Straighter teeth are healthier teeth

You may have noticed a sustained increase in the number of adults getting their teeth straightened in Banbury. Maybe you haven’t, but at Amsel & Wilkins, we certainly have.

There are a few reasons why you might have noticed the steady increase in adults wearing braces. Firstly, you are probably not obsessed with teeth, so you don’t go about your daily business clocking what everyone is hiding behind their lips, like we do.

Straighter Teeth in Six MonthsSecondly, these days, unless someone has got some serious issues with the way their teeth bite together, the chances are they will be wearing a much more discreet kind of braces than the traditional heavy duty metal braces, affectionately known as train track braces.

Thirdly, if just the teeth are being moved, it’s possible to get straighter teeth in 6 months in Banbury, or maybe even less, depending on what the issues are.

Bracket and wire

There are 3 ways to get your teeth straightened. The fixed bracket and wire braces of old are still available, but, if they are only straightening teeth, they can use much gentler forces to do the job. This means they can get away with using smaller brackets, which are sometimes made of clear ceramic, depending on the brand, and the wires can be tooth-coloured. All this adds up to braces that no longer dominate the teeth.

One brand uses this system, but fixes the brackets to the inside of the teeth, next to the tongue. These are called lingual braces and they are invisible. They can also cope with more complex issues than some other discreet systems.

Invisible aligners

These aren’t even braces, but 3D printed mouth guard style aligners. Instead of having wires to tighten, the patient uses a series of aligners, each of which uses the pressure created from not quite fitting properly to nudge the teeth along. A push rather than a pull. The aligners are almost invisible over the teeth, but can be removed, which makes eating, drinking and tooth brushing as easy as ever.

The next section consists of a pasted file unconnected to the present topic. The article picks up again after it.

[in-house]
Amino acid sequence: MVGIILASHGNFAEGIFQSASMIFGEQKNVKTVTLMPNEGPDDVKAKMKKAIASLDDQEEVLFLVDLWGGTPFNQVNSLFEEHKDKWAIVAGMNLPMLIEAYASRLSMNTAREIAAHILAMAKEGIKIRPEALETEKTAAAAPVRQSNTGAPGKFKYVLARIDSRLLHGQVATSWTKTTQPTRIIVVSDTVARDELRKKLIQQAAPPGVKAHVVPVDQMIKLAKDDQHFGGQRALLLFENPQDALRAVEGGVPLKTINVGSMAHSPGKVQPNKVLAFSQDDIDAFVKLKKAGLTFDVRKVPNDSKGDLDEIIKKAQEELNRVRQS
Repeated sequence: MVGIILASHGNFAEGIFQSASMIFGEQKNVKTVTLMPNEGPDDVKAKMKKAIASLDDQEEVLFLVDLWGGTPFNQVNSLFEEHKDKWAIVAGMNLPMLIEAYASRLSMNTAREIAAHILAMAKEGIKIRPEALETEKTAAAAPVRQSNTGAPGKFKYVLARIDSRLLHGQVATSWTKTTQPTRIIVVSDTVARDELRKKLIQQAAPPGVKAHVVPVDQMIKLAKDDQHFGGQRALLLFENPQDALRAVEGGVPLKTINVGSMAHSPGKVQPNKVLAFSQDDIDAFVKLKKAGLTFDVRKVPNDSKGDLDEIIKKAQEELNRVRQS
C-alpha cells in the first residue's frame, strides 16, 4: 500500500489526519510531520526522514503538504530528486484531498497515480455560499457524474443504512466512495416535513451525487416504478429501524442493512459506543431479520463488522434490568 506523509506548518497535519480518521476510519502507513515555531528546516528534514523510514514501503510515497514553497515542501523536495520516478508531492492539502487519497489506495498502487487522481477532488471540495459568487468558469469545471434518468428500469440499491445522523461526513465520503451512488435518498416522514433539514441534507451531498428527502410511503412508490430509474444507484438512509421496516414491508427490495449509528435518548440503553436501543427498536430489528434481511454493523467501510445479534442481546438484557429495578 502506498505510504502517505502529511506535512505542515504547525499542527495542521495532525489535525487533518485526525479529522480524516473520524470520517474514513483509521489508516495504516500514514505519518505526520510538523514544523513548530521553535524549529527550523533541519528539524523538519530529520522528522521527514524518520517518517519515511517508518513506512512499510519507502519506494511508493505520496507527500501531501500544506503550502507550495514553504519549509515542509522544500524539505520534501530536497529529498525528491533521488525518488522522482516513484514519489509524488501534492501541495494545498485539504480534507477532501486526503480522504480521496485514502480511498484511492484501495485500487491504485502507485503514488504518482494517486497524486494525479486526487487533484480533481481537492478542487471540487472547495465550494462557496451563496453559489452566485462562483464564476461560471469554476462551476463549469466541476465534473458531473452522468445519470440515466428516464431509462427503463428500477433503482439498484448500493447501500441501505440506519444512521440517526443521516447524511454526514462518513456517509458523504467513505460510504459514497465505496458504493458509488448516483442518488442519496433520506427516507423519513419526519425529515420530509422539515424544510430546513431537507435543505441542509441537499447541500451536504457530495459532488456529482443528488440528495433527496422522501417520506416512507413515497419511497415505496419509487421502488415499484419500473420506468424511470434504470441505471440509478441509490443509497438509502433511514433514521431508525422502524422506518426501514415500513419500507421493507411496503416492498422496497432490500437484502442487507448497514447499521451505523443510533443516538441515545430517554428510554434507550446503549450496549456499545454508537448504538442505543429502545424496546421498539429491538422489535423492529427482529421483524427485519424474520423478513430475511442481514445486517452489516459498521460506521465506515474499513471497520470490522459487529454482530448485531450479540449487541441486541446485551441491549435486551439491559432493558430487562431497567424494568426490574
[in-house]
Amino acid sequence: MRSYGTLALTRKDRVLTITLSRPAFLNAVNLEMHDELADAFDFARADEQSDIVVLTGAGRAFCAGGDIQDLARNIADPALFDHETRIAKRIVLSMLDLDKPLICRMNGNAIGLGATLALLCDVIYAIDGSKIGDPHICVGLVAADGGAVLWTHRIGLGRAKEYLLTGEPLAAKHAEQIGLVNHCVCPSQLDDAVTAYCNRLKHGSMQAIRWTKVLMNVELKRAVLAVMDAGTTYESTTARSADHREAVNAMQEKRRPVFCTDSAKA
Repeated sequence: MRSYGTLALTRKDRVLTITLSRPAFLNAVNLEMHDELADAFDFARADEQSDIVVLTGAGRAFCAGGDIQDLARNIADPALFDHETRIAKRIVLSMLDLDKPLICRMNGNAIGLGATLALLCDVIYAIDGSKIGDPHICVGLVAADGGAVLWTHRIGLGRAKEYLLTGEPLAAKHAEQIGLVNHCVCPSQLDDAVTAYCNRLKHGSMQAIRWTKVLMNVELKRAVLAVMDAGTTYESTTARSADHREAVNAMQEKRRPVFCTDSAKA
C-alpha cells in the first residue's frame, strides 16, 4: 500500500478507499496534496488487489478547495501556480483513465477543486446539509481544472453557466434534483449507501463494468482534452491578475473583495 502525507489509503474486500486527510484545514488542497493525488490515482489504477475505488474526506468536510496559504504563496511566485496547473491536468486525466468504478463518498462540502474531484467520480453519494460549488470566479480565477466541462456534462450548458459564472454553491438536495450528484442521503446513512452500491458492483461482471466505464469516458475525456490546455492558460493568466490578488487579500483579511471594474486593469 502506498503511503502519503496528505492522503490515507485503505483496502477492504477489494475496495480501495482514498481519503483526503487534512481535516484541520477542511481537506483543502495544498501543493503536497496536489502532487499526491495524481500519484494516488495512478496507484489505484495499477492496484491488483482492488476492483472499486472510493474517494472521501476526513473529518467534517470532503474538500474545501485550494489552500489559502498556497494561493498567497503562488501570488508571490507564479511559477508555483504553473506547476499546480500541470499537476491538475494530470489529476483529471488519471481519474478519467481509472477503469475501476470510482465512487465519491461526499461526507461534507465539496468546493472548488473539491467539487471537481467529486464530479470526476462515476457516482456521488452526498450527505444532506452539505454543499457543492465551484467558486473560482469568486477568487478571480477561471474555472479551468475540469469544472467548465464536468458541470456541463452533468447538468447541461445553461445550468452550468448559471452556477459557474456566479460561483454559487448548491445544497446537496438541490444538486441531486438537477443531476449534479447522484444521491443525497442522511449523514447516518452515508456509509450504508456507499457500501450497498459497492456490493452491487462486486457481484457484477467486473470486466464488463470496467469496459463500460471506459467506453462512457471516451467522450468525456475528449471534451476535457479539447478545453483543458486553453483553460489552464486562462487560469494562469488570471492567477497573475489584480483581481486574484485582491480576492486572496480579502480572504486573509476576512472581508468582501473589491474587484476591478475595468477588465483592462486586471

Front teeth aligners

These uses spring-loaded aligner bows that reposition the front teeth only. This removable appliance also doubles as a retainer and treatment can take as little as 6 weeks.

The physiology behind straighter teeth

The thing with being around teeth all day is that you can tend to become somewhat obsessed with them. Sometimes at Amsel & Wilkins, we find that our passion for a really great smile means that even in our private lives it’s impossible not to notice the state of people’s teeth when we first meet them. ‘Oh, she’s got quite some crowding going on there and her incisors never really did descend properly’ or ‘Wow! Now that’s what I call an amazing smile! White but not too white, straight but not overpoweringly uniform teeth.’ Those might be the thoughts going through our minds as we pay for our petrol or chat to new acquaintances at parties.

Straighter Teeth in Six MonthsSometimes we think, ‘Now if you’d had your teeth straightened 20 years ago, you wouldn’t soon be needing a visit to the dentist to deal with that gum disease that’s forming from all that tartar that’s built up on your teeth.’

Never too late

The thing about braces, is that it is never too late to get straighter teeth. The early teens may be the optimum time for sorting out issues to do with misalignments but that’s because the jawbone is still growing and so it’s possible to deal with misalignments in the jaws, where the teeth don’t meet properly. This is a separate issue from wonky teeth, but wasn’t treated as such back in the day.

Teeth can be moved around in the jaw at any time in life. It’s just a case of applying sustained pressure to the tooth in one direction. After 72 hours of this pressure, the jawbone responds by breaking down bone matter in front of the tooth in the direction of the pressure and building up bone behind it. The thing that takes all the time to move is not the teeth, but the bite. So, in fact, in Banbury you can get straighter teeth in 6 months, rather than 2 or 3 years.

Straighter teeth are healthier teeth because they provide fewer hard-to-clean places for plaque and tartar to build up and harbour the bacteria that lead to gum disease, which causes teeth to fall out.